As things go better, looks like making bold choices is more popular than stamping feet and shouting ‘No!’ over and over again

Consecutive months of job growth, the bullish stock market and improving consumer demand appear to be benefiting – for now, at least – a president who stated outright three years ago that his chances for a second term would depend on his ability to persuade the country that its economy was on the mend by this very month.

In what could be a turning point, the percentage of people who say they believe the economic outlook is improving is now greater, by double digits, than the percentage of those who say they believe it is getting worse, a reversal from a low point in September, when pessimists outnumbered optimists by more than three to one.

NYT: Economic Growth Gives Lift to

Some good trends, although we’ve had the same ones to start the last couple years.  A stronger U.S economy might do a bit to help alleviate pressures across the pond, which leads us into a virtuous economic cycle.  Time will tell, but 2012 could be a good year for the country (and a catastrophic one for Republicans…but I repeat myself).

Catholic Bishops convince Republicans to fight to end employer healthcare coverage (I.e. throw the baby out with the birth control)

US bishops plan aggressive expansion of birth-control battle

Obama agreed to modify the mandate a bit, so that religious employers wouldn’t have to pay for contraceptive coverage directly. That satisfied some Catholic groups, but the bishops were not mollified. They want the mandate repealed altogether.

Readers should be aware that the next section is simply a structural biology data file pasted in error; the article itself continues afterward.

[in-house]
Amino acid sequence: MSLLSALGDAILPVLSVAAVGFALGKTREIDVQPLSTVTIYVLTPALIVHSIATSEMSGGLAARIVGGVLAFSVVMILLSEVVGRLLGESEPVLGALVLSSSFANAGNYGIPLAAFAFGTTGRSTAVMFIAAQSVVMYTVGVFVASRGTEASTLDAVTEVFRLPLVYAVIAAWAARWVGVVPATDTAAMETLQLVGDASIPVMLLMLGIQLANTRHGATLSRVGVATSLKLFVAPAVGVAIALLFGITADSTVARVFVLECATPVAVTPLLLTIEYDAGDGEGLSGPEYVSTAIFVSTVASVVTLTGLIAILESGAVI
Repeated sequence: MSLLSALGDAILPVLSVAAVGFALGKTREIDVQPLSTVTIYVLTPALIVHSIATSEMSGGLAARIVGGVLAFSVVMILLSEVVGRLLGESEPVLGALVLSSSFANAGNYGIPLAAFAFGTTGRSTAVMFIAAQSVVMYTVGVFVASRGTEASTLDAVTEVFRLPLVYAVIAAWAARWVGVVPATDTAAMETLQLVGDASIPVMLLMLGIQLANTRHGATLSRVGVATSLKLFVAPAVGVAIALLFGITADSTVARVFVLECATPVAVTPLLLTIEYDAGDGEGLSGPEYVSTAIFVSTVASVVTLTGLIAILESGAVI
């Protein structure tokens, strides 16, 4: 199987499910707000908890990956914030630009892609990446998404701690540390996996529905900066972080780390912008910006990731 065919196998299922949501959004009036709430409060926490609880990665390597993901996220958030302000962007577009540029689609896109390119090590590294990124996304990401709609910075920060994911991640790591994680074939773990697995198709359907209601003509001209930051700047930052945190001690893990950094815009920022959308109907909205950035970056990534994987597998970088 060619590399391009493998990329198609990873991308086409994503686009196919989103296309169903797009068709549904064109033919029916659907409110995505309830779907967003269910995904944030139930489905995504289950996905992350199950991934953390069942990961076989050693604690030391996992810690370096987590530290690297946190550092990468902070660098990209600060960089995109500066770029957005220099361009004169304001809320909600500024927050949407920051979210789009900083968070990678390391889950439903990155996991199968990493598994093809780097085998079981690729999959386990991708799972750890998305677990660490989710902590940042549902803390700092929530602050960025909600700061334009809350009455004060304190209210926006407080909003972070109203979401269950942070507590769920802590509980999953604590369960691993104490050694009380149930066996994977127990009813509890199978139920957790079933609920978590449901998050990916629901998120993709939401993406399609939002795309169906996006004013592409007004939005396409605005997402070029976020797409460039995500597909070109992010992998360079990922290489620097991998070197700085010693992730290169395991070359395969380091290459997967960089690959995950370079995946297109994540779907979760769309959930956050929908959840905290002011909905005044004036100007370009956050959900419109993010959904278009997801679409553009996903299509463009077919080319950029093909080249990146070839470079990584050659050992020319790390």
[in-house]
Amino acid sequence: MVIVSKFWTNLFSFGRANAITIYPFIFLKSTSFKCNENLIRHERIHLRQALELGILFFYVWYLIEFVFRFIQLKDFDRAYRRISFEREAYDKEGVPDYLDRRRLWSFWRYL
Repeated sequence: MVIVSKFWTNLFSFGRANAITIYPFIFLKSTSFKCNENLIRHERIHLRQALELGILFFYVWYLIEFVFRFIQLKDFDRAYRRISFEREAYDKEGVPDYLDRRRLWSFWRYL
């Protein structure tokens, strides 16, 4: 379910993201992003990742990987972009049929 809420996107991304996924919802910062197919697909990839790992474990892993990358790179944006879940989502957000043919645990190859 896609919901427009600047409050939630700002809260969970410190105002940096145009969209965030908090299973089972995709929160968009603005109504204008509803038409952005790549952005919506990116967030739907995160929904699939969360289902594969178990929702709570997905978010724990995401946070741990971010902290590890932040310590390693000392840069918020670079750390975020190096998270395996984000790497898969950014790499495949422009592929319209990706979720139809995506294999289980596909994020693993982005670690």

And now, they are aiming higher still, lobbying Congress to enact a law that would let any employer opt out of covering any medical treatment he disagreed with as a matter of his personal faith.

So, for instance, a pizzeria owner who objected to childhood vaccinations on religious grounds would be able to request an insurance plan that did not cover them, in effect overriding a federal requirement that vaccinations be provided free with any health-insurance plan.

Leaving coverage decisions up to each employers’ conscience might create chaos in the marketplace, “but chaos is sometimes the price you pay for freedom,” said Richard Land, the president of the Southern Baptist Convention’s Ethics & Religious Liberty Commission, who is backing the bishops whole-heartedly.

Actually ‘blood’ is usually what you have to pay for freedom, much like those who came and founded this country to explicitly get away from the idea that religion should control culture.